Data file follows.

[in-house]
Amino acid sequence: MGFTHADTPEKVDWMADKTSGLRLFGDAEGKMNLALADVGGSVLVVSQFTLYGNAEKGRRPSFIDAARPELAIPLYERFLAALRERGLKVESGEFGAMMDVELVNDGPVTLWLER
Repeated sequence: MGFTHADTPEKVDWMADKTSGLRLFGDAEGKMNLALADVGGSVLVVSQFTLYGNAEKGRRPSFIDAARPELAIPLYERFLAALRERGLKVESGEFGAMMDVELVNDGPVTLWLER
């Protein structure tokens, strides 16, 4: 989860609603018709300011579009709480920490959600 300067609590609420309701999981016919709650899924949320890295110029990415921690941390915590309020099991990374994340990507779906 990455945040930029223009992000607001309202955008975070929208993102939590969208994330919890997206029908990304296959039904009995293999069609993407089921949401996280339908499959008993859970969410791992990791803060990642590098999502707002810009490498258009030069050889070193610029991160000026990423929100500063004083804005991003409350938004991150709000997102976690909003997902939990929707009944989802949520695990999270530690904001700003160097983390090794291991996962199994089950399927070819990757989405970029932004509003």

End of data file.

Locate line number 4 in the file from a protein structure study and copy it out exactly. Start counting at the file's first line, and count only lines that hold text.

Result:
């Protein structure tokens, strides 16, 4: 989860609603018709300011579009709480920490959600 300067609590609420309701999981016919709650899924949320890295110029990415921690941390915590309020099991990374994340990507779906 990455945040930029223009992000607001309202955008975070929208993102939590969208994330919890997206029908990304296959039904009995293999069609993407089921949401996280339908499959008993859970969410791992990791803060990642590098999502707002810009490498258009030069050889070193610029991160000026990423929100500063004083804005991003409350938004991150709000997102976690909003997902939990929707009944989802949520695990999270530690904001700003160097983390090794291991996962199994089950399927070819990757989405970029932004509003």